• Kate

    Oh Hels, what a GREAT post. I too found that opening up helped – not least because I was always pleasantly surprised by the amount other people could identify with it.

    Like you with writing, colouring, reading and gyming, I found that crafting (cross-stitch and sketching!) really helped take my mind off it. Ensuring ‘self-care’ time was a massive help too but getting to a place where I could be ‘kind’ enough to myself to do that is an ongoing work in progress! Lovely post and very well written, I’m sure it will help lots of people!

    Kate x
    http://www.findingkate.co

  • Chloe

    I read this the other day and I bloody loved it! It’s so inspiring to read about other people’s mental health experience, thanks for sharing gorgeous xx

  • It’s a great post. I am not really familiar with the topic and until I started blogging, I wasn’t reading anything on mental health but this is great that things are changing and I am learning a lot! It’s great that you’re raising awareness! xx corinne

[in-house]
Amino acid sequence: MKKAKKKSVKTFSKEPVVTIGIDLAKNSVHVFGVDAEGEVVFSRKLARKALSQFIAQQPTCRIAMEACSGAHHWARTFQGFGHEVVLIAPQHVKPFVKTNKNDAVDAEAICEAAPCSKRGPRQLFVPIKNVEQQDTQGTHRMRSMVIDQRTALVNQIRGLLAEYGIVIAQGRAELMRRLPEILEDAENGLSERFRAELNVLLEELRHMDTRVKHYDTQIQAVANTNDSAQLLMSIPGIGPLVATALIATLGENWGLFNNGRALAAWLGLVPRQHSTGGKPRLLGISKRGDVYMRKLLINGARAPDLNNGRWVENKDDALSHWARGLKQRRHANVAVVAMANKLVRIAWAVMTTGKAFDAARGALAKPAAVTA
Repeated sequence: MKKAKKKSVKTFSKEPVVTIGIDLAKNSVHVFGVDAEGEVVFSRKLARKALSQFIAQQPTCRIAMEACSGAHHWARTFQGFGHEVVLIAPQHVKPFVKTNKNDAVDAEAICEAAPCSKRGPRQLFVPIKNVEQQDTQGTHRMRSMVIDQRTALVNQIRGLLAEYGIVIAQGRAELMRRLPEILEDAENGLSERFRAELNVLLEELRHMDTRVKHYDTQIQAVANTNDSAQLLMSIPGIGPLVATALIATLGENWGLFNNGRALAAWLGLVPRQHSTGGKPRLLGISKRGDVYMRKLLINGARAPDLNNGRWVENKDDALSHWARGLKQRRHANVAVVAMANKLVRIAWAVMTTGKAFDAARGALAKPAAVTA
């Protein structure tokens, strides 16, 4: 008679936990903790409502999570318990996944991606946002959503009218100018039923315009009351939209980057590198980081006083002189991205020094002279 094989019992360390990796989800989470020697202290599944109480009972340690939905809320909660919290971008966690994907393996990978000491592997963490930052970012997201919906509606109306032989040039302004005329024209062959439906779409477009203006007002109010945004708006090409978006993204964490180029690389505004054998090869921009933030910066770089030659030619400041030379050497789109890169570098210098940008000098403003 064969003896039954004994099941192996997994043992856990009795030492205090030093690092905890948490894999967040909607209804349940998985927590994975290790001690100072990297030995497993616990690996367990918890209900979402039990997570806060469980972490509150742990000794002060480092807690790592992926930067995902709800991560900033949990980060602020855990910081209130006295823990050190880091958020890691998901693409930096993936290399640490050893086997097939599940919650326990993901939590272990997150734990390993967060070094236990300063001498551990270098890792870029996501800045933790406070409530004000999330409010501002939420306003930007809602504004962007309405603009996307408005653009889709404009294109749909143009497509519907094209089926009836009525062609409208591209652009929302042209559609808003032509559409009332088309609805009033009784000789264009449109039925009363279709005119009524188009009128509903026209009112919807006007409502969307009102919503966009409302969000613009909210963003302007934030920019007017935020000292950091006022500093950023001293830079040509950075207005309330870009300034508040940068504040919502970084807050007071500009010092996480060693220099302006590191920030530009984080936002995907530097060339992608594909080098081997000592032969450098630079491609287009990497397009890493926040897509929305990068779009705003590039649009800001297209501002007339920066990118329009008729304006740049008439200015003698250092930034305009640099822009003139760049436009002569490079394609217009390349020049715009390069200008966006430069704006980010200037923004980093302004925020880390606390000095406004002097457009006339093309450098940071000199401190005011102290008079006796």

• Great post and well done for talking about it. Talking; whether in person to a friend, family member, therapist or writing it down in a journal or a blog post can be SO beneficial <3

  • Ellis Woolley

    These are some excellent points and thankyou so much for sharing them with all of us. It’s so hard opening up and this post is sure to help people with their mental health, especially anxiety. I can relate to it rearing it’s ugly head when I’m faced with something I’ve not done before or being around too many people at once. I also leave literally every event early and I’m glad I’m not the only one who gives myself a time frame. It really does help me feel more at ease and gives me a time to work towards! <3 Ellis x // http://www.elliswoolley.blogspot.com

  • I’ve suffered from depression in the past, being signed off from working, barely showering and functioning. I was in a toxic situation that I couldn’t leave. But those days are now behind me and things are looking pretty fantastic!! xx

  • So lovely of you to share your story with us all. Your advice and tips are really helpful so thankyou for this post xx